“She’s a liar.”
We have heard that rebuttal all too often in the social networking age. More specifically, we have discovered it being repeated over and over in reaction to the national abuse allegations by Olga Sharypova, the ex-girlfriend of World No. 7 Alexander Zverev.
The first instinct of many in the aftermath of Sharypova’s claims was to question the victim rather than the accused. “Why did she wait so long before coming along with her story” “Why is not she pressing charges if the violence was so severe?” “What proof does she have other than images and Whatsapp screenshots?” “Why is she assaulting him after he has attained his first Slam final?”Alexander Zverev, meanwhile, has only needed to say the allegations are’ simply not accurate’ through Instagram – and replicate the identical thing at his Paris press conference – because of his defenders to take his word as gospel. “Why is she such a lying, manipulative, gold-digging bitch?”Internet trolls are not supposed to be taken seriously, nor are impassioned Twitter threads debating the moral fiber of a popular and successful celebrity.
But here is what: Alexander Zverev and Olga Sharypova and all those social media warriors do not exist within a vacuum. They are part of society in general, and the sporting ecosystem – read ATP – specifically. And in that context, the silence of the powers that be is both a troubling precedent for potential abuse victims along with a telling comment of just how much work remains to be done in the battle for equality.
The description of Alexander Zverev’s alleged abuse is not for the faint-hearted
If you haven’t discovered, Sharypova has doubled back on her stand and given a detailed (and catastrophic ) accounts of this alleged violence which Alexander Zverev committed last year. From the interview with Ben Rothenberg, Sharypova explicitly mentions precisely how and when Zverev attacked her during their relationship.
The report ends with a rather disturbing description of a suicide attempt by Sharypova at a Geneva hotel, and the guarantee of more information in the coming days. Perhaps most pertinently, however, the report tells us that at least two other people – Sharypova’s friend Vasil Surduk and his mother (who has been referred to as”Mrs. V” for the interest of confidentiality) – corroborate her story. In addition, there might possibly be video footage of Sharypova’s escape from their hotel room in New York, in addition to testimony from the resort staff in Geneva who helped the Russian survive her suicide effort.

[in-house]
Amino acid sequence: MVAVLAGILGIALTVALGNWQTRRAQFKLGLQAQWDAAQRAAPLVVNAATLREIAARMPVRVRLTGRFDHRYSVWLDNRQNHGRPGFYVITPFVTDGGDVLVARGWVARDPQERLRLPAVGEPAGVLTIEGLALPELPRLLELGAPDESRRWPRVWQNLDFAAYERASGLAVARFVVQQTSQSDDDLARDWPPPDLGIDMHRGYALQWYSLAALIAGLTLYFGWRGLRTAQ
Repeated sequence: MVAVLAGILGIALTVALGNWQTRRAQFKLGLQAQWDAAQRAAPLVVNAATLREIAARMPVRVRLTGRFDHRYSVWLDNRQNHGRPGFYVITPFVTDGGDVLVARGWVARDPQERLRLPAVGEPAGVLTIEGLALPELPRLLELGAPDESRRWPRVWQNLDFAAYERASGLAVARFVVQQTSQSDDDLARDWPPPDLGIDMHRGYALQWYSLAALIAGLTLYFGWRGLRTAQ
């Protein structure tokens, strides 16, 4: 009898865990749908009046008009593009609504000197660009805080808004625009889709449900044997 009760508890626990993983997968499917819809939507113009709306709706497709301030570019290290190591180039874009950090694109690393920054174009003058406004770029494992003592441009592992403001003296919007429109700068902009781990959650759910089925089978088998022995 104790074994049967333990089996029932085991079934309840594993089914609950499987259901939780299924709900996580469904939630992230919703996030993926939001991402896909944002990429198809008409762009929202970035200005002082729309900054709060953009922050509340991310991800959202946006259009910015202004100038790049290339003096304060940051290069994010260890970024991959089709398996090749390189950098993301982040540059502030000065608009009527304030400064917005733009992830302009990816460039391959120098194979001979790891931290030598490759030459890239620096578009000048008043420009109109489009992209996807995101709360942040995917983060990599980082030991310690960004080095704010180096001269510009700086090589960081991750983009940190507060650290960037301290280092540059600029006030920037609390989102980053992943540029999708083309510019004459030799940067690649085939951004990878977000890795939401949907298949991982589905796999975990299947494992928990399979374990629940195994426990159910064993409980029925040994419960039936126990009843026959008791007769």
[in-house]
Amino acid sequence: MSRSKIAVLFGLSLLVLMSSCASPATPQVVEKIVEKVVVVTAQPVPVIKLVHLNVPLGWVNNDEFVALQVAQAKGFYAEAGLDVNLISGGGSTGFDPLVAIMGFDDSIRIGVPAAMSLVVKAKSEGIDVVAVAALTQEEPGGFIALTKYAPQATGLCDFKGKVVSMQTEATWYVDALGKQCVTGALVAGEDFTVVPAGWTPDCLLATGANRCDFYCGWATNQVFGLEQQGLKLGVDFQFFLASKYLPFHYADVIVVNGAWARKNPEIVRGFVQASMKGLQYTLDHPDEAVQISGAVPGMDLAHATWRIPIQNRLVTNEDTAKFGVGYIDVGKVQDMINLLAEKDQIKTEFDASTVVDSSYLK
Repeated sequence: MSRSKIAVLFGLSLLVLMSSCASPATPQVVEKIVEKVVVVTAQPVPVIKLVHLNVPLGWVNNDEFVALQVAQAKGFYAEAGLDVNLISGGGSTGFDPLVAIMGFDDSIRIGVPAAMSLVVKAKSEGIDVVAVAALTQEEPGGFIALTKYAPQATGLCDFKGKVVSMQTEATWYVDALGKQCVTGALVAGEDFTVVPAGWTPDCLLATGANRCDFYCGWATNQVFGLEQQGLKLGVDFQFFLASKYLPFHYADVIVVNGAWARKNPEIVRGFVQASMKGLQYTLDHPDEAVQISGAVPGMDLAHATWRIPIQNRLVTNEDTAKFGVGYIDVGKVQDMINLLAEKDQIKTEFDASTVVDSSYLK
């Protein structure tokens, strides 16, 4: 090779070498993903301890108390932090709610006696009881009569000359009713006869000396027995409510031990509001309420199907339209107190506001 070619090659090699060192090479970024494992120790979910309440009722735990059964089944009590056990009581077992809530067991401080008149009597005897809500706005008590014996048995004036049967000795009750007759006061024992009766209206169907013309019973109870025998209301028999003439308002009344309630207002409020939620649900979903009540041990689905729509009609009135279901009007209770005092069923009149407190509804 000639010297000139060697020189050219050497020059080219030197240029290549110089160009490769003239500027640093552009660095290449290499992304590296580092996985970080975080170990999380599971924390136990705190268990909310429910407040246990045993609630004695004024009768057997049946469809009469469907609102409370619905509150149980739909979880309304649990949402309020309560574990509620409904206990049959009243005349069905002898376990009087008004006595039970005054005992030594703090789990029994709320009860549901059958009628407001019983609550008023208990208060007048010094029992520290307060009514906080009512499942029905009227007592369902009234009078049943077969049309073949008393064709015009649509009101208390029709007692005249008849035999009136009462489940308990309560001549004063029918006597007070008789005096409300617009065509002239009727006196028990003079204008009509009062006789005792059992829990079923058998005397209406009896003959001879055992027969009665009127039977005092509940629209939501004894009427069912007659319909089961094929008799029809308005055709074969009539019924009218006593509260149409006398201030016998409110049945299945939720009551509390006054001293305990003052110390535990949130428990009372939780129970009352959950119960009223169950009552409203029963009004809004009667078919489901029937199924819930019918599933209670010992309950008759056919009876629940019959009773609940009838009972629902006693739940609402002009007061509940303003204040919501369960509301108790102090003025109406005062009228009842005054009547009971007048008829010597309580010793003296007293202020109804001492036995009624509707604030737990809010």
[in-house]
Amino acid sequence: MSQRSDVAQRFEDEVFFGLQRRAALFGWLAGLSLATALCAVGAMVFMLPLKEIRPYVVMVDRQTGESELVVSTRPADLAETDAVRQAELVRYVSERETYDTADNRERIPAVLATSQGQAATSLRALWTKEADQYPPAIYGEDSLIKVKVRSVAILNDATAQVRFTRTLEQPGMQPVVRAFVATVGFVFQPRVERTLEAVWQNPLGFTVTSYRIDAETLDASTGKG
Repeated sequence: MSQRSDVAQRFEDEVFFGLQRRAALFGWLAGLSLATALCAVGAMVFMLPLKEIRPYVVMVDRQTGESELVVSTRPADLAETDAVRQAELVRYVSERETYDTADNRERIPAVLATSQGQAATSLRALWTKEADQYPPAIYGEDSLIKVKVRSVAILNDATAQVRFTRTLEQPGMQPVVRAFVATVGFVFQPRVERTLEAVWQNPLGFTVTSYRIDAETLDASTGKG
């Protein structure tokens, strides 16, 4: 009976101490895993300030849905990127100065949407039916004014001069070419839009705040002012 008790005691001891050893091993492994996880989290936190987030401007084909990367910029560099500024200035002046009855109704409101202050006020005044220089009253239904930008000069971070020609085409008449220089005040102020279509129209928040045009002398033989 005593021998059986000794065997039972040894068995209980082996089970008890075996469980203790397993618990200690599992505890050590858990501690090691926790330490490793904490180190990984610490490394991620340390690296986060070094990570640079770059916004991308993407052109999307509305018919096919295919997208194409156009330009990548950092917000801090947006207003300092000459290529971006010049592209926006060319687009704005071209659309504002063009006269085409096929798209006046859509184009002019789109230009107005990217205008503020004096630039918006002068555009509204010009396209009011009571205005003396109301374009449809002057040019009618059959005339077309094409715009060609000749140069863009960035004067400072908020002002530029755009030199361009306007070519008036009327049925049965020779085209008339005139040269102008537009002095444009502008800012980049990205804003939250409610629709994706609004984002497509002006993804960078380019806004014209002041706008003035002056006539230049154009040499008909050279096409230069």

Every one of these new revelations, when taken together with the images and Whatsapp screenshots that Sharypova had shared before on her Instagram handle, clearly indicates this isn’t a baseless story that may be brushed beneath just not true’ carpeting. If Sharypova ever made a decision to press charges (which so far she says she does not mean to), she would have a strong legal case.
So why are the ATP, the ITF, Alexander Zverev’s bureau Team8 (headed by Tony Godsick and not one Aside from Roger Federer) so silent about the problem?
The tennis authorities – proverbial ‘lambs’ in the Alexander Zverev controversy
To be fair, there has been comment attributed to Team8 and Tony Godsick, as stated by Rothenberg within his post. But that has been a rather vague bit of nothingness that merely reiterated what Alexander Zverev himself stated last week. And it was not even voiced by Godsick himself;instead, it was a PR pro named Bela Anda who made the remark. “As you understand, Alexander put a statement on Instagram last week and that he stands by this announcement,” Anda said.
“We’re still working towards achieving the reasonable and respectful dialogue Alexander said in his original announcement.”What kind respectful conversation’ perform Alexander Zverev along with his bureau expect to have a person that has accused him of trying to strangle her? The tone-deafness of this response is astounding even by the standards of tennis’ genteel image.
Some have questioned Roger Federer’s silence about the matter, given that Team8 is partially his brainchild and that he has practically had Alexander Zverev beneath his wing for years now. But anyone who has followed Federer’s public carefully would understand the Swiss are unlikely to speak out in this circumstance.
Federer usually makes it a point to stay out of issues that don’t directly influence him. And many may argue he’s well within his rights to refrain from commenting on Zverev or the allegations, given the fact that he doesn’t signify the German in his individual capacity. However, you’d think the least that Alexander Zverev’s agency could have done was set out a warning or statement of some sort.
Nobody is asking Team8 to immediately sever all ties with Zverev. But is it too much to ask that they at least acknowledge the matter, and guarantee everyone they are keenly following all the developments around it? The silence of this ATP is much more debatable. That is true, not surprising, however, given the rather poor history of the company in this aspect.
A couple of decades before, that the ATP infamously abetted Andre Agassi in maintaining his doping violation under wraps, under a flimsy pretext that the American himself later claimed was untrue. There are many other examples of the officials’ lackadaisical attitude to participant transgressions, such as one from 2020 itself. Just this May, Nikoloz Basilashvili was arrested on charges of assaulting his wife. However, there was no punishment, suspension, or possibly a measly announcement from the ATP admitting his participation.
What does the ATP rulebook say with regard to such cases?